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Child

The death of a child, no matter their age, can be devastating. There are many causes that lead to the death of a younger or older child, which will impact how you grieve. Society will also play a big role in your support and grief. Some will say very well intended but insensitive things, while others may avoid you because of their discomfort. As a result of our culture’s discomfort with grief, especially the death of children, the loss of a child may be best supported with other people who have lost children and understand what you are experiencing. Consider seeking out those who understand.

Here are some things to consider:

  1. Find other grieving parents – There is nothing like talking to people who understand. Their story and circumstances may be very different from yours, but they “get it” in ways unique from others. These are also folks who can help you troubleshoot challenges and learn how to cope with this experience.
  2. Anticipate what people will say – There are many painful clichés around child loss. Because people don’t know what to say they tend to rely on clichés. You may find some of these things hurtful. You may have even said them in the past before this experience. It is okay to avoid situations where these things might be said, and it is okay to practice your response for when they are said.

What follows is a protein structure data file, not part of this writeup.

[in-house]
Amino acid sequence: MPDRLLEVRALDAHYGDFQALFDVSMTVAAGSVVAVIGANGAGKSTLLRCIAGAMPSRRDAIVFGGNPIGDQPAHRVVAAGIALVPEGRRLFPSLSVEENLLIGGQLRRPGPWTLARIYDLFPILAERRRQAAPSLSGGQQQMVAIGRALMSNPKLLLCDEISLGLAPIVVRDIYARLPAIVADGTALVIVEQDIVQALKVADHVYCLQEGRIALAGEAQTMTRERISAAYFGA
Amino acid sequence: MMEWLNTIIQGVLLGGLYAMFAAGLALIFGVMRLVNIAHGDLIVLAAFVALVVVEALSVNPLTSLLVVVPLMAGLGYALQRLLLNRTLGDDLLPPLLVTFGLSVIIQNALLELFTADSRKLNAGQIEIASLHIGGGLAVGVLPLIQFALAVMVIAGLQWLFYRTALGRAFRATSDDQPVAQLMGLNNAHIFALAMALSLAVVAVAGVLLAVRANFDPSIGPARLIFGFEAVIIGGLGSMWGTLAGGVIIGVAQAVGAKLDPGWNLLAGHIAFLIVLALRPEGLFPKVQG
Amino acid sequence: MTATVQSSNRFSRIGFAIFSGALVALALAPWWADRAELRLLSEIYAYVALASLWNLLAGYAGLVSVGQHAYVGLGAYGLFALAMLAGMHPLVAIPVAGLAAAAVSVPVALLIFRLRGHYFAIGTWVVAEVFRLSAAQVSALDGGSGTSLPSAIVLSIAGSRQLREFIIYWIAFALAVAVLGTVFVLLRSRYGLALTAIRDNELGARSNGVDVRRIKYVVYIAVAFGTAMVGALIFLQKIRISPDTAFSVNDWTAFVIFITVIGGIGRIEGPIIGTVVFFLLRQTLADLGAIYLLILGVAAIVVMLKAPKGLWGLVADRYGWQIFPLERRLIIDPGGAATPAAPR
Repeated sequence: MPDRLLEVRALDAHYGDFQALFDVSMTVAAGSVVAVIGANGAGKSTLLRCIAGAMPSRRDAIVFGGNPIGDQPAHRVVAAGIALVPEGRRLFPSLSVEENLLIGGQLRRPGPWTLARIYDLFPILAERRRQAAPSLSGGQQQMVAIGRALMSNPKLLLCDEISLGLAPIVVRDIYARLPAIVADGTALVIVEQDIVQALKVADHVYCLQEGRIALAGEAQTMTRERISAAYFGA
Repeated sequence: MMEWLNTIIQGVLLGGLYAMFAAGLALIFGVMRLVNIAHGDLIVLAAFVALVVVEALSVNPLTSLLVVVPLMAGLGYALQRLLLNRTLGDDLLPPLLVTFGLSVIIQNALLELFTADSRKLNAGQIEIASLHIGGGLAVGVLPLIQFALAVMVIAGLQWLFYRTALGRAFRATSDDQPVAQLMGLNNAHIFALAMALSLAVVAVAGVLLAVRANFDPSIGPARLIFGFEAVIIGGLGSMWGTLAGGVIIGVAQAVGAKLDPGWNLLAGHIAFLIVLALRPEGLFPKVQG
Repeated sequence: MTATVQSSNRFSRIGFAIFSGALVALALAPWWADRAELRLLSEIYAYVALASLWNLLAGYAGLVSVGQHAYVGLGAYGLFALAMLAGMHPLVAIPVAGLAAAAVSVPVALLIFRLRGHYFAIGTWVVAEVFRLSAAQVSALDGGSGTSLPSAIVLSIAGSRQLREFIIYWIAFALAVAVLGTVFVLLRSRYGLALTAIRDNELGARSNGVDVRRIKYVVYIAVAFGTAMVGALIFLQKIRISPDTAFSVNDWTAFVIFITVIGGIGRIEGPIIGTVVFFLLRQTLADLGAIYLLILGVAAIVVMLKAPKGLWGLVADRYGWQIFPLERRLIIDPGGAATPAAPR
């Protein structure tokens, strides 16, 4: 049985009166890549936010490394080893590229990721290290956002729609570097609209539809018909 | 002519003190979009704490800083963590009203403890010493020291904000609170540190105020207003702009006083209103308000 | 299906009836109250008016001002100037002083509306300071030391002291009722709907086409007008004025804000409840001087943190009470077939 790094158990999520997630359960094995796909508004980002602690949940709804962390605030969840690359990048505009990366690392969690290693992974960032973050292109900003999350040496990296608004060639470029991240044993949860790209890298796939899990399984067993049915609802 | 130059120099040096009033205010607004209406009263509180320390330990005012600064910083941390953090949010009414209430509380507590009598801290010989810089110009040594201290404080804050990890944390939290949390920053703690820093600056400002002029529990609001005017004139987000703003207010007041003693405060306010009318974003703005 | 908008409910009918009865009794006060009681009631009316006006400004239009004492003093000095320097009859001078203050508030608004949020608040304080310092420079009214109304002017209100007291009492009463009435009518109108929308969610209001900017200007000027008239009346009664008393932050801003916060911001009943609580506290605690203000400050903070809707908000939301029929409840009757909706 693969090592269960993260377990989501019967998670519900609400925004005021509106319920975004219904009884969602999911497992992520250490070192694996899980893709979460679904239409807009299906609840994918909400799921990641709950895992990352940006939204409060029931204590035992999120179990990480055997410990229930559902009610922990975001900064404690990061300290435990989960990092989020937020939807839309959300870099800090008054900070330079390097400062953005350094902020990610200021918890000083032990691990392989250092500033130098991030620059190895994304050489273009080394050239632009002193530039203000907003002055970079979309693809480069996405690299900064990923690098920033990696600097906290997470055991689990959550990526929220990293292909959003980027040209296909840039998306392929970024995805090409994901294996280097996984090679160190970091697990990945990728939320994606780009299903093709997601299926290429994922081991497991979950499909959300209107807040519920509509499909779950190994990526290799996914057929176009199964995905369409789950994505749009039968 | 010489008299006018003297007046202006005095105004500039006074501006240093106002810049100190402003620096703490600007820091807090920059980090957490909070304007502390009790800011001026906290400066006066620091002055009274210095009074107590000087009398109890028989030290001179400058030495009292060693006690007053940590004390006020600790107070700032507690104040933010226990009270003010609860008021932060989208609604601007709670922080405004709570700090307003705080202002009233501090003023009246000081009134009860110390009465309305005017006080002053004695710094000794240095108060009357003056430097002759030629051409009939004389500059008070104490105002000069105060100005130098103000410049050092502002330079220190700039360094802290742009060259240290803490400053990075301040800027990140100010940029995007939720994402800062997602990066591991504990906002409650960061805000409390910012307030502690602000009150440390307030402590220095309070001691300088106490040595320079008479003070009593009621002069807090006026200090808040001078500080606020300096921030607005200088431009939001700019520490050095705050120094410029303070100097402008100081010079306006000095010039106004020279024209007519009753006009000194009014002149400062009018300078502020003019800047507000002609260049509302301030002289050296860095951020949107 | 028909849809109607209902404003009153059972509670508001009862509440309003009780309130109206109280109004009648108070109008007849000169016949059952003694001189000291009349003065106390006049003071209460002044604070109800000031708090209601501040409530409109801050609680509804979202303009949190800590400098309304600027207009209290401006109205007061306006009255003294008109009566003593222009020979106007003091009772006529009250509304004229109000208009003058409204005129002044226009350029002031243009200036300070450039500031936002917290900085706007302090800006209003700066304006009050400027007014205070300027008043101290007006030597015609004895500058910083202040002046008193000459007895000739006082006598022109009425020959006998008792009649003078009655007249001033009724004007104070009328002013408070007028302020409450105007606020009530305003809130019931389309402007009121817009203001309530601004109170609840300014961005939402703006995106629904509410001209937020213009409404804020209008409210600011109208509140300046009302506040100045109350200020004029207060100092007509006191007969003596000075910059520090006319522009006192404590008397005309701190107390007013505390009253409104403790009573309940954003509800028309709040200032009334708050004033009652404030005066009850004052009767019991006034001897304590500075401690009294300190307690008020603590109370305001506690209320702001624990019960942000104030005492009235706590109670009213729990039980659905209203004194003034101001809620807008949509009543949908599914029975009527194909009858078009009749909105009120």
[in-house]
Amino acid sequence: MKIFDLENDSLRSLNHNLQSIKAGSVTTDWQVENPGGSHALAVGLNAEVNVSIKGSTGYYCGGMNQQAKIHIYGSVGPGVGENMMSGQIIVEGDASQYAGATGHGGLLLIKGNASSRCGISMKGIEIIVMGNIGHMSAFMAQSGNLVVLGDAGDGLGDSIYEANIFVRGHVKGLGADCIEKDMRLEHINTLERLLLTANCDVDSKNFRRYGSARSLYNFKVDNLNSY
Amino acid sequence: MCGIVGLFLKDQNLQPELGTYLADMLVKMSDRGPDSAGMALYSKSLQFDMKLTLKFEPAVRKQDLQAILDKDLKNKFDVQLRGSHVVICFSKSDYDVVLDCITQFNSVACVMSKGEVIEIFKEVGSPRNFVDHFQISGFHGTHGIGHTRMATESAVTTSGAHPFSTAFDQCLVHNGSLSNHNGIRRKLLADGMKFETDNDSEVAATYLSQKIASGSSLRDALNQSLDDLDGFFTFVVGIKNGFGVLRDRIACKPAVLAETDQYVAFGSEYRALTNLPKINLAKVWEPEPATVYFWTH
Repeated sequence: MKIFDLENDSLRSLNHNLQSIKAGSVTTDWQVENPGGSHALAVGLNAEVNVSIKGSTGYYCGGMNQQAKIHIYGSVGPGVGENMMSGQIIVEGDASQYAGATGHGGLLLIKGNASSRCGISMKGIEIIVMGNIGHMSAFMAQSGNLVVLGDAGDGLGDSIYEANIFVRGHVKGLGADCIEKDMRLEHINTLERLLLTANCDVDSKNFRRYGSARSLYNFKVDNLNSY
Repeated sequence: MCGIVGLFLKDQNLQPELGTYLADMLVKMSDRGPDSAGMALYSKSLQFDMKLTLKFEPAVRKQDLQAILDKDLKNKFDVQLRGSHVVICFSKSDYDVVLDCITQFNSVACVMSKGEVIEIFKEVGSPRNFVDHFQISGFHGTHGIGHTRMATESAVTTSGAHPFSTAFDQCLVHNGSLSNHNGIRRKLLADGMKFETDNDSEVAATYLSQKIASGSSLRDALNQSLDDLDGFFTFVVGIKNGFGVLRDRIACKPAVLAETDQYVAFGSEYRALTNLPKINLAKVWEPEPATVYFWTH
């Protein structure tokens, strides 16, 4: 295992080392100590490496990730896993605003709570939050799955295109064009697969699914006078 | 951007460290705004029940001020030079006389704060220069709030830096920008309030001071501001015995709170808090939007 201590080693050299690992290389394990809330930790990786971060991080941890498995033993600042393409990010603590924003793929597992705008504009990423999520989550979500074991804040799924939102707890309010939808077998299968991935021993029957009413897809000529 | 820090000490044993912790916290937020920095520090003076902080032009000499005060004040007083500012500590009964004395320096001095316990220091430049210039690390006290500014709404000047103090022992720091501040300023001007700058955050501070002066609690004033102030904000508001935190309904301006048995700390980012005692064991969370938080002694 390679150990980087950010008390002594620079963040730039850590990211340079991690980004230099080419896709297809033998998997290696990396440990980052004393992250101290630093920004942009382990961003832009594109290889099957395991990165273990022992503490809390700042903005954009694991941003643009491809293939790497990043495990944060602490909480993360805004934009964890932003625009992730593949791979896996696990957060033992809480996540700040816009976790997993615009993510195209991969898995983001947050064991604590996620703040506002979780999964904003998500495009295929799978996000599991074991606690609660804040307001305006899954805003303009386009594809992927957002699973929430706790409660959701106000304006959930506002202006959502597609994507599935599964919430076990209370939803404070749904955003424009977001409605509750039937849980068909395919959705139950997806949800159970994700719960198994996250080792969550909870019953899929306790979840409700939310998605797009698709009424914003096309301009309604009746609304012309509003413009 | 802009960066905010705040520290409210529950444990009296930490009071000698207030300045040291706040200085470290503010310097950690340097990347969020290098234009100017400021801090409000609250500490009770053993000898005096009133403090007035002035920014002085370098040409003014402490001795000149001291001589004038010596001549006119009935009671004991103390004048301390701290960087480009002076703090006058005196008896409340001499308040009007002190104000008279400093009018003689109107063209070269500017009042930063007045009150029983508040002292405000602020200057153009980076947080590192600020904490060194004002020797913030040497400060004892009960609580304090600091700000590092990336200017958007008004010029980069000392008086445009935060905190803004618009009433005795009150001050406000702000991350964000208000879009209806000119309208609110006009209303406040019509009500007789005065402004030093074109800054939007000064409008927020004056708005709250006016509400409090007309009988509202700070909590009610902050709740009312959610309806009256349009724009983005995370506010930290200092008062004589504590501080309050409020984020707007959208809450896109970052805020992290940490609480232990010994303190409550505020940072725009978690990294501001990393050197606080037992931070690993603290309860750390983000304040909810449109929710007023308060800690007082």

3. Anticipate what you’ll sayHow many kids do you have? is a common question that many bereaved parents struggle with. Do you include the child who died? Will your response scare the person who asked? How you answer the question is completely up to you. There is no right or wrong response and your response might be different depending on who asks and when they ask. There are many questions and comments like this. Anticipating what you’ll say may make these encounters more manageable.
  4. Exercise – Grief is not just an emotion. It comes with fatigue and other ailments. Exercise is a healthy coping strategy if you’re able to do so.
  5. Find ways to honor – Many parents say and research confirms, that if you can find ways to honor your child’s life and do good in his/her memory it helps manage the grief and isolation. Do this in your own time.

Additional Resources

The Compassionate Friends

For young children: When Someone Dies: A Child-Caregiver Activity Book (National Alliance for Grieving Children)

What Do We Tell the Children and Reader’s Guide